Laura Ingraham posed the question that many in Washington are asking: “Did the intel community under Obama spy on the Trump campaign for political purposes?” To answer the question, she had former federal government officials Bill Binney and Jeff Beatty on her Fox News show. Before turning to Binney, Ingraham said that it is “disturbing” that during the 2016 presidential campaign, then-Attorney General Loretta Lynch chose not to approve giving a “defensive briefing” to the Trump campaign about campaign volunteer Carter Page, who had been of concern to the FBI. Instead, the Obama administration launched an investigation of Trump's campaign.
Binney, who was once a high official in the National Security Agency with cyber-warfare duties, affirmed that government spying on the Trump campaign “goes even before that. NSA is picking up all the data on them anyway and they have it stored to the IC Reach program without oversight by the Intelligence committees or the FISA court. This is all done under Executive Order 12333236.” He may have been referring to Executive Order 12333, which was signed in 1981 by Ronald Reagan. According to some analysts, it is the primary source for NSA authorities and intelligence agencies to operate outside of judicial and legislative oversight for foreign intelligence purposes, with the approval of the US attorney general. It is believed that the NSA interprets the order to place few restrictions on gathering of Americans' communications and metadata where it is collected “incidentally” and allow the broad collection of non-US persons’ data. Fugitive former NSA contractor Edward Snowden has suggested that “indefensible collection activities,” including upstream collection of US internet companies’ data travelling between their data centers, is done under that authority of Executive Order 12333.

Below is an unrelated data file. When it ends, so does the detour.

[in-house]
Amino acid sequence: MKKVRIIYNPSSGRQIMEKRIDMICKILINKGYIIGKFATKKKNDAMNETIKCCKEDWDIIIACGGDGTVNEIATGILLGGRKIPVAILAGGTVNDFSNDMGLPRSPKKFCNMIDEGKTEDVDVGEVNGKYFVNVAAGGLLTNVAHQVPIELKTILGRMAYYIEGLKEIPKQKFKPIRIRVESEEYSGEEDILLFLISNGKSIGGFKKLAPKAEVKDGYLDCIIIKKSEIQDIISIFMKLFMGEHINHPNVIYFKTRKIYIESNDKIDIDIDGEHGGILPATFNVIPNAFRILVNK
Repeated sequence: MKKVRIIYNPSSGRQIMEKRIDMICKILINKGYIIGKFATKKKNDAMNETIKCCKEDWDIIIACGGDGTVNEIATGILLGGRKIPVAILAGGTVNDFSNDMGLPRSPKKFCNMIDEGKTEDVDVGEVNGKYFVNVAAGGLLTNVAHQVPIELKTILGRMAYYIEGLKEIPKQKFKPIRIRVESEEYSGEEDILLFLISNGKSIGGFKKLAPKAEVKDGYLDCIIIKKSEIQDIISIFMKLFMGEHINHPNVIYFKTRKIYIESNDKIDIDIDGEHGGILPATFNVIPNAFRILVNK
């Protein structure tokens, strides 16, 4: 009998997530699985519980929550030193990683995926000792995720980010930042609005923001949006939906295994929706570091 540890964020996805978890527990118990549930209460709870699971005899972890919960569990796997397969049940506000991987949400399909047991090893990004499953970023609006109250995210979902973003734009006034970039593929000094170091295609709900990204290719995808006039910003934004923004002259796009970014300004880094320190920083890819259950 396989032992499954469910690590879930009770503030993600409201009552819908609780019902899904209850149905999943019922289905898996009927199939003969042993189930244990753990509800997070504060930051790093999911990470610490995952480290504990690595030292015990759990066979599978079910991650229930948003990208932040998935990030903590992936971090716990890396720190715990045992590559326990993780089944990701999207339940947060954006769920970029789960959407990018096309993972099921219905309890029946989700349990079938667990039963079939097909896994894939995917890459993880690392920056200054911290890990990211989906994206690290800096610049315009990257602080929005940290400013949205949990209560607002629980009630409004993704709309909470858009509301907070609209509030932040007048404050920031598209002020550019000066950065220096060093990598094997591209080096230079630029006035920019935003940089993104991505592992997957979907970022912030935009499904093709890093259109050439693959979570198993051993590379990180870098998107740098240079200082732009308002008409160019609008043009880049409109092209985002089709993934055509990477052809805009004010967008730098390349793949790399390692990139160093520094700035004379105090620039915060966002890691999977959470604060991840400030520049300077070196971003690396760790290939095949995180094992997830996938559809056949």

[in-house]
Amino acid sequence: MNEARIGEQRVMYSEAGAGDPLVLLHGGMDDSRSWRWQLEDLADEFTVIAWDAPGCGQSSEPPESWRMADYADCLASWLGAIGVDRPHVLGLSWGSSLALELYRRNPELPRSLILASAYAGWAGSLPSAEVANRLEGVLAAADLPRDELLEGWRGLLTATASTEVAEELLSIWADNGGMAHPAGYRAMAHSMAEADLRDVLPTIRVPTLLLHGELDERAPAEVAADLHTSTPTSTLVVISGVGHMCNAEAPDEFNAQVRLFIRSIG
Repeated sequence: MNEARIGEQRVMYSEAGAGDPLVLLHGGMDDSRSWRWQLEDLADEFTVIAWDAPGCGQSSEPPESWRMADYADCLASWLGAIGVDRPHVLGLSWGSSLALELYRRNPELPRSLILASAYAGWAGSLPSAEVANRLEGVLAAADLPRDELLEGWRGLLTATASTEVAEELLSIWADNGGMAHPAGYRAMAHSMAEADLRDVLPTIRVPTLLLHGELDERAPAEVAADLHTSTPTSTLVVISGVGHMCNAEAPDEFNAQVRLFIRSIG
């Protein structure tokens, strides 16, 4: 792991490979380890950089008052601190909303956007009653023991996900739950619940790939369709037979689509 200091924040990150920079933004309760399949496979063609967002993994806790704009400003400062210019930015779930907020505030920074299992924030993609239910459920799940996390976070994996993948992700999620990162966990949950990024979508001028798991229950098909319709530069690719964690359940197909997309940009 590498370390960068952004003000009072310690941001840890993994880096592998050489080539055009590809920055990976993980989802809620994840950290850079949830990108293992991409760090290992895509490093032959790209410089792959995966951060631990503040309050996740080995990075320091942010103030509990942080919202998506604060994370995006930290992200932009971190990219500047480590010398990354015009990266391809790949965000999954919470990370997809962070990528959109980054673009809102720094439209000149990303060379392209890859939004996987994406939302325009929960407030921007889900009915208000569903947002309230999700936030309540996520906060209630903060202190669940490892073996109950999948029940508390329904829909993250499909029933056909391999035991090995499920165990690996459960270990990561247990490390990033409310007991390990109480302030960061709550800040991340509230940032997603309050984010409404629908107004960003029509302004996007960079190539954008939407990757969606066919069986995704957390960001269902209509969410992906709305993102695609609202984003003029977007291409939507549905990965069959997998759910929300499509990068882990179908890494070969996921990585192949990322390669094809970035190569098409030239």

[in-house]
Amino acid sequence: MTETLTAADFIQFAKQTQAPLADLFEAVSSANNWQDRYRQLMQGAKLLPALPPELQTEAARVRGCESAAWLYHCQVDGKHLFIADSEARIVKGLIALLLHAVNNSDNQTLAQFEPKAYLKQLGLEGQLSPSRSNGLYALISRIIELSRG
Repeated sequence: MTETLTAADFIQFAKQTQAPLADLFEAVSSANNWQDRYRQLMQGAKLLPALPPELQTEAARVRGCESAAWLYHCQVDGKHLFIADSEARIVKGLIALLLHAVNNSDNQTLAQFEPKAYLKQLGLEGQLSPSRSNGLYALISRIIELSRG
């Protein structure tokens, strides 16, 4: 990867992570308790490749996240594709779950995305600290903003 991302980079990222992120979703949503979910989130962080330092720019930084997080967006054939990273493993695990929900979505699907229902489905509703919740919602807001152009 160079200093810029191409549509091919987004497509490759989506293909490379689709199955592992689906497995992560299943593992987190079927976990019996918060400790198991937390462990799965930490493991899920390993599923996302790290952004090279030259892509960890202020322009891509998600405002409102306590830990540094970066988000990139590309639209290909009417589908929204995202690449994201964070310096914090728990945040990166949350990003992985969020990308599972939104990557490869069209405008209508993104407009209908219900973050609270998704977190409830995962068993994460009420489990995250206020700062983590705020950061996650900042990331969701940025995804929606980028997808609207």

Ingraham cited on Monday evening the former National Intelligence Director James Clapper as having been untruthful about NSA surveillance in testimony before Congress. Agreeing with Ingraham about Clapper, Binney said that former NSA Director Keith Alexander and CIA Director John Brennan were also untruthful in Congressional testimony.
Brennan is an inveterate critic of President Donald Trump. In March, he told MSNBC, “I think he is afraid of the president of Russia, one can speculate as to why. The Russian may have something on him personally that they can roll out, and make his life more difficult.” Ingraham ask guest Jeff Beatty, “How does this make the intel community look good? When Brennan is on TV speculating that one of our adversaries has information one him, when that dossier has been debunked, and phony and paid for by Hillary Clinton.”
Beatty responded that Brennan, because he is no longer a government official, is playing to his political base and serving as a “propagandist.” He asserted that Brennan is trying to roll back multiple failures as director of the CIA at the hands of Russian president Vladimir Putin, including Russia’s invasion of the Crimea and Ukraine, as well as Russian meddling in the 2016 election. “He’s failing now,” Beatty said, “because Putin’s objective -- Putin’s the winner -- wasn’t about making Trump the winner of the election, it was about weakening the United States...so that we would not be effective in opposing the Russian international agenda.”
Did Obama order the black ops against Trump?